- Kieron White
What alumni want
Updated: Sep 10, 2019
Since we began in 2012 we have written and published alumni newsletters to millions of College alumni. Our subjects range from the benefits of returning to study and HE courses at College, to the best Apps for work and how to ace an interview, ask for a pay rise and change career. But which articles do alumni want to read about?
We analyse the data from our tracking systems to assess performance of our articles and compare college alumni groups and to inform future content. Our best-ever performing article was titled "6 things you need to know about your digital footprint" (see the full article below)
Every year we run a survey of all our alumni to find out what they'd like to know more about - this gives us a rich list of content ideas to write about. The top responses are:
Personal Development (e.g. managing stress, useful Apps)
Relevant courses for further study
We are sorry to say that 'Welcome from the Principal' tends not to score too highly
6 things you need to know about your digital footprint
Did you know that everything you do online leaves a trail of data behind that employers can access? As we spend more and more of our lives online, if you’re on the hunt for a new job, you need to be considering what conclusions your digital footprint is leading potential employers to make about you.
Here’s what you need to be aware of to ensure you only leave the right impression.
1. There are two main types of traceable activities that you can conduct online. An active digital footprint is a record of data that you submit intentionally. This can range from emails and social media updates to publishing blogs and even signing online petitions or filling out surveys. Every Tweet you post, photo you publish or ‘Like’ you give, are all stored online.
2. The other type of digital footprint is the ‘passive’ footprint. This is made up of data you leave online unintentionally. This can be when you visit a website and cookies are stored which record what you’ve been looking at, or when a search engine like Google stores information about what you’ve been searching for.
3. Where is it stored? Your digital footprint is stored in different ways according to the type of data. There isn’t one big ‘online warehouse’ that you can open and see inside. Passive digital footprints can be stored in several ways, such as online databases called ‘hits’ or offline files. Social media sites record the activities of their users over time. This is called your ‘life stream.’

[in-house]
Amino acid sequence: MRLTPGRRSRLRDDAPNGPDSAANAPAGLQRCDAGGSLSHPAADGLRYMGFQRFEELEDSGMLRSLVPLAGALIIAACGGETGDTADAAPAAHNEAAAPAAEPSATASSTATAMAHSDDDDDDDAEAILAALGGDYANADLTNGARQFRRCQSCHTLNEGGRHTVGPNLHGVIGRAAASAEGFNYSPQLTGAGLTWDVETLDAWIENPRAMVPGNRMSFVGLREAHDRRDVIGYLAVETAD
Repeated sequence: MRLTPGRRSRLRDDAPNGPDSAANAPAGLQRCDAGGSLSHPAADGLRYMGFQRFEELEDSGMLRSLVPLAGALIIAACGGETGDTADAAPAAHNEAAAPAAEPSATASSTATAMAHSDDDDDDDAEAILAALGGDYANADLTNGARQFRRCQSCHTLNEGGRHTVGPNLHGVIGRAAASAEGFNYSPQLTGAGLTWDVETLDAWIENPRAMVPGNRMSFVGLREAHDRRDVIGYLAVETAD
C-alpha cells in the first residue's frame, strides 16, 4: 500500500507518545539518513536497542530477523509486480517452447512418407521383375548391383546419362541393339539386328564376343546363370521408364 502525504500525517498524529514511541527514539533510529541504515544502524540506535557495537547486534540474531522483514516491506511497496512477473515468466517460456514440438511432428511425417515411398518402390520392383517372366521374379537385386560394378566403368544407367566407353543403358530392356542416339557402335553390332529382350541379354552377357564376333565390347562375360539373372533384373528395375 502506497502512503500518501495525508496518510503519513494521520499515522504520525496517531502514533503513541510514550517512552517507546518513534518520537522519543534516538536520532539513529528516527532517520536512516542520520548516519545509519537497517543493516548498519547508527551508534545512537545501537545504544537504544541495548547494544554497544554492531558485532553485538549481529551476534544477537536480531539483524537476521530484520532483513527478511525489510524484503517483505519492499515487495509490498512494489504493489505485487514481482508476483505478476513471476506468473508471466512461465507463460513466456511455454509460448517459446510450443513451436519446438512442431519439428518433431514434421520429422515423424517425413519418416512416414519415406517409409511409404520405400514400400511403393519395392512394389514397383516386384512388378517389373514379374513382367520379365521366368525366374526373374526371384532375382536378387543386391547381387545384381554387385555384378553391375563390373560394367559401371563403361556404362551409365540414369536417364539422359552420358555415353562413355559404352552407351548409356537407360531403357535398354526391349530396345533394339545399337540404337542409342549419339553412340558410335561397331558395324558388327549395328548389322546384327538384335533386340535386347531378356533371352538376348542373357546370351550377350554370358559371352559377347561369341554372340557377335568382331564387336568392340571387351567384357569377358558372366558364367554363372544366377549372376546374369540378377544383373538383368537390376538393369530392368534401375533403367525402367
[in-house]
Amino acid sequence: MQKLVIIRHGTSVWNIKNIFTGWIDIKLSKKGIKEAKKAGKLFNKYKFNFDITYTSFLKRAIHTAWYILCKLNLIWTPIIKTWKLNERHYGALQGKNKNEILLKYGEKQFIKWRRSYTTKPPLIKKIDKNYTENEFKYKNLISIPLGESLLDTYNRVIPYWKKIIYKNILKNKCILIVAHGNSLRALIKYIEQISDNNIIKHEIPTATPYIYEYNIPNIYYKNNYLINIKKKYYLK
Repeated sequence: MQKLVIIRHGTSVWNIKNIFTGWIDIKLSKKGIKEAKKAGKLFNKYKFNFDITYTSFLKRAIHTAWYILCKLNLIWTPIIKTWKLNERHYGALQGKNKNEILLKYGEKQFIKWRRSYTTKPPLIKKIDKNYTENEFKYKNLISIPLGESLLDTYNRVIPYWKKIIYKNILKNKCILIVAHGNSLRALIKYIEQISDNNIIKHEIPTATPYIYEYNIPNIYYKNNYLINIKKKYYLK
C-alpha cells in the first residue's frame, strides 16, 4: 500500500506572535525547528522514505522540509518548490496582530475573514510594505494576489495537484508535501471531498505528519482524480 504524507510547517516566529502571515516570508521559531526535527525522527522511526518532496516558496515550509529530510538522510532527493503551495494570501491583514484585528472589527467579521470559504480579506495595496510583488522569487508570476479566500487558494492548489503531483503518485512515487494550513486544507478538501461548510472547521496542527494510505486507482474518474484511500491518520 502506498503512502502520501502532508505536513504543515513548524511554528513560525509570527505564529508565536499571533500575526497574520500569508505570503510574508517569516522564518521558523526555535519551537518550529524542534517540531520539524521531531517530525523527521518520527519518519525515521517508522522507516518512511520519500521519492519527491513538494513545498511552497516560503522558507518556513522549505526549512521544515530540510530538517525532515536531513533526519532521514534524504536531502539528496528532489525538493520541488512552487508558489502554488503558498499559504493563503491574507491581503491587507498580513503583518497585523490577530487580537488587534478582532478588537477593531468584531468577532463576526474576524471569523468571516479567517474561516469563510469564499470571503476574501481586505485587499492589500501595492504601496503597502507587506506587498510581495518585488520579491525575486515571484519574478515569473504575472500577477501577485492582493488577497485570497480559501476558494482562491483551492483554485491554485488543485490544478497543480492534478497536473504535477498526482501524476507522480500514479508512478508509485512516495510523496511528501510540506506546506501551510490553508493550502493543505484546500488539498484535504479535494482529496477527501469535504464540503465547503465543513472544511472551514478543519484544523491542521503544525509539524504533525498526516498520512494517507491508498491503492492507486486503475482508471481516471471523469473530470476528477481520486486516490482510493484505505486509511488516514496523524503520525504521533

4. So, who is looking at your digital footprint anyway? Your digital footprint can reveal a lot about you to marketers, who want to know about the products you may be interested in. They can use data from your search history, cookies from the websites you have been visiting, or your likes on Facebook to determine what you may want to buy. Facebook Ads work in this way – if a marketer creates a Facebook Ad for their product, they can target you based on things like your gender, age, interests, online behaviour, location, and ads you have clicked on before.
5. Digital footprints are also used regularly by job recruiters. This is called ‘cyber vetting,’ a process whereby the recruiter researches the online activity of applicants to determine their suitability. This can extend far further than just looking at your Instagram photos. Recruiters can now use special companies that can investigate everything from what petitions you’ve signed, to what you’ve been shopping for.
6. The good news is there are some easy steps you can take to protect your digital footprint:
Google yourself. This is where recruiters will start. Use speech marks around your name to narrow the search, and don’t forget to check images.
Check your privacy settings on social media accounts. Make sure you know exactly what the public sees when they view your profile.
Update your profile pictures. These are the images most likely to appear to the public.
Do a Social Media audit. Think of your online persona as an extension of your CV.
“Build a simple website for yourself with the URL firstnamelastname.com (or similar), so that your site shows up high in search engines for queries of your name. Likewise, set up your Twitter and LinkedIn accounts to be twitter.com/firstnamelastname (instead of, say, .com/partyguy44) for the same reason,” recommend the Harvard Business Review.
Keep your software up-to-date to prevent viruses and malware from mining your digital footprint.
Pay attention to the privacy settings on the apps on your phone and consider what they might be sharing about you.
Consider what you do and don’t want companies and marketers to know about you, and behave online accordingly. The internet is not as private as it seems – if it doesn’t exist, they can’t see it.